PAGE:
Sri Lanka forex reserves soar in April to US$7.6bn

ECONOMYNEXT – Sri Lanka’s forex reserves grew by 1.58 billion US dollars to 7,621.9 million US dollars by end March 2019 from 6,035.16 million US dollars, helped by sovereign bond sales and actual mopping up of inflows amid weak credit and better monetary policy.

Gross official reserves are made up of central bank’s monetary reserves and fiscal reserves of the Treasury, which are borrowed outright.

The central bank also borrows reserves outright from the International Monetary Fund.

It also technically borrows reserves from private or state entities giving explicit forward convertibility undertakings (dollar rupee swaps), which is the most dangerous form of reserve building.

Unwinding of those swaps later will shrink reserve money and when money is printed to stop rates rising, balance of payments trouble develops.

The central bank can also build reserves by permanently mopping up rupees generated from dollar purchases from the interbank market of when credit is weak.

If reserves are mopped up by outright sales of sterilization securities (Treasury bills taken into its balance sheet to generate monetary instability in the country in the past) it will permanently ‘purchase’ the reserves or its own securities) and the dollars remain locked in its balance sheet.

In the past, the central bank sold its own securities when it ran out of Treasury bills to lock up reserves.

A few years ago, the central bank stopped selling its own securities, which analysts have identified as one reason for frequent balance of payments crises and monetary instability.

The central bank instead temporarily mopped up reserves by entering into term repo deals, which mature in a few days or weeks releasing the liquidity back to banks who then loans them to generate imports.





Liquidity shocks from term repo terminations were the key drivers of the 2012 and 2015 balance of payments crises and also the run on the rupee from April 2018, when term repos which were started in that year itself were released as credit picked up in March.

In December 2019, when the economy was starting to recover, analysts warned that it should resume selling to stop another balance of payments crisis from developing because the economy and the credit system was starting to recover from the previous crisis. (Sri Lanka’s Central Bank should sell own securities in new credit cycle: Bellwether)

Instead, from February, it stopped mopping up all reserves and in March terminated term repos and in April cut rates and recklessly injected money in a way that left observers non-plussed. In January 2019, private credit turned negative for the first time in four years, ending a run on the rupee and placing Sri Lanka’s dollar peg on the strong side of its convertibility undertaking.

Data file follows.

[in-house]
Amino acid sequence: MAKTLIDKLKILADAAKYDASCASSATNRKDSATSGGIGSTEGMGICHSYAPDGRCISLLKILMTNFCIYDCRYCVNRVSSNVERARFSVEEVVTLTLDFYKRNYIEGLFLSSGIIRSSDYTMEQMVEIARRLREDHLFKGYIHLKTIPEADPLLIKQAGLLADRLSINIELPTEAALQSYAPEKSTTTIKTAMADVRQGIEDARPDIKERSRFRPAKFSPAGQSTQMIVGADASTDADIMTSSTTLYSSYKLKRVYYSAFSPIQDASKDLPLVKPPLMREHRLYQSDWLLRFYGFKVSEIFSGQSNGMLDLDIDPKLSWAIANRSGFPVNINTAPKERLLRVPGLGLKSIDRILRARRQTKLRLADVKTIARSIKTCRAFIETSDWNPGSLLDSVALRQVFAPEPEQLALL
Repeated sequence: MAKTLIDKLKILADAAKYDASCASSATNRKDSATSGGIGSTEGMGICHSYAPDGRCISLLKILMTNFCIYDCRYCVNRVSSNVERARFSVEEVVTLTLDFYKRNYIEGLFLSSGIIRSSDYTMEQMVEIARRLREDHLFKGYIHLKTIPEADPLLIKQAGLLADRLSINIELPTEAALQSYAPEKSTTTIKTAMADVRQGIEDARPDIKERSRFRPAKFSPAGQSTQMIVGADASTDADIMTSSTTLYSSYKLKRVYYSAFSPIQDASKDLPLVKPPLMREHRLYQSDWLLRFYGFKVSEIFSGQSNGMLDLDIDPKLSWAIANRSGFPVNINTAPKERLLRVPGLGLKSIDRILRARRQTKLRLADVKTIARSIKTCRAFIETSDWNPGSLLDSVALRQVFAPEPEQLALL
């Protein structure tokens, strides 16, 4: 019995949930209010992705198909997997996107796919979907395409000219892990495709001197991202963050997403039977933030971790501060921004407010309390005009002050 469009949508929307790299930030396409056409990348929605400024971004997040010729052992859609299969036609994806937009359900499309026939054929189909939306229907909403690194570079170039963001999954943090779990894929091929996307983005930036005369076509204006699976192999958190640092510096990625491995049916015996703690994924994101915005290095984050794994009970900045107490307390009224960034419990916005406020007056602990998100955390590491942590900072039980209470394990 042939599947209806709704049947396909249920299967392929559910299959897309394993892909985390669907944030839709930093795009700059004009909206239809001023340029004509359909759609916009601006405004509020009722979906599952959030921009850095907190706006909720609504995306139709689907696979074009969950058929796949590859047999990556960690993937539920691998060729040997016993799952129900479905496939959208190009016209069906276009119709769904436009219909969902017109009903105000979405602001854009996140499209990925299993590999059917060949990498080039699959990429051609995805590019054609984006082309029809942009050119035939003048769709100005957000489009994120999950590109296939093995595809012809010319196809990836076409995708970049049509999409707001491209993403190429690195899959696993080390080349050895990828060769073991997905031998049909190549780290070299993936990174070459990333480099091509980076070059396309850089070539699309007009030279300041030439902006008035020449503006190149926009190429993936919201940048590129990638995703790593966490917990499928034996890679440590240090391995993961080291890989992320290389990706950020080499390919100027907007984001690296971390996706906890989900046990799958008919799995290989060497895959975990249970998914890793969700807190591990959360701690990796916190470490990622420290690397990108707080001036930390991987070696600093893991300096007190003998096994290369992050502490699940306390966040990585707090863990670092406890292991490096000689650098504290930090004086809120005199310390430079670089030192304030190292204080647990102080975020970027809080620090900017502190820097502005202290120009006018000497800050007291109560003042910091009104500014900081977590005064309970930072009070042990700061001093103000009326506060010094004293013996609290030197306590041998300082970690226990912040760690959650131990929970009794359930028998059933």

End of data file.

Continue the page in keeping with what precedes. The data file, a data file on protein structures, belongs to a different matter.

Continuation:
In 2019, the central bank has bought dollars on a net basis in February and March deploying a strong side convertibility undertaking of its unstable soft-peg. It kept overnight money markets short.

Its permanent Treasury bill stock, excluding those involved in reserve repo injections which rose to 179 billion rupees in January – partly due to reserves sold to the Treasury to settle foreign loans – has been brought down to 163 billion rupees by April 12.

A central bank that deploys convertibility undertakings (buys or sells dollars for whatever reason in forex markets) make the balance of payments drive the monetary base (reserve money).

If that central bank then resists the natural growth of reserve money by mopping up dollar purchases, it will slow economic activity a little but will build up reserves and keep the currency peg strong. In the process, it will keep short term rates slightly above the free market or currency board rate.

If it expands reserve money over what is determined by the balance of payments through open market operations (terminating term repos, engaging in reverse repo deals or buying Treasury bills outright) the central bank will generate a balance of payments crisis and weaken the peg.

Though rates will initially fall, the monetary instability it triggers will generate capital flight and higher interest rates later.

Currency depreciation will also keep nominal interest rates permanently higher than countries with consistent and stable monetary regimes (free floating or currency boards or even tighter-than-currency board like China from 1993 to 2005).

In 2019, monetary policy has been prudent, other than an anomaly where term money is injected at lower rates than the ceiling policy rate.(Colombo/Apri14/2019-SB)

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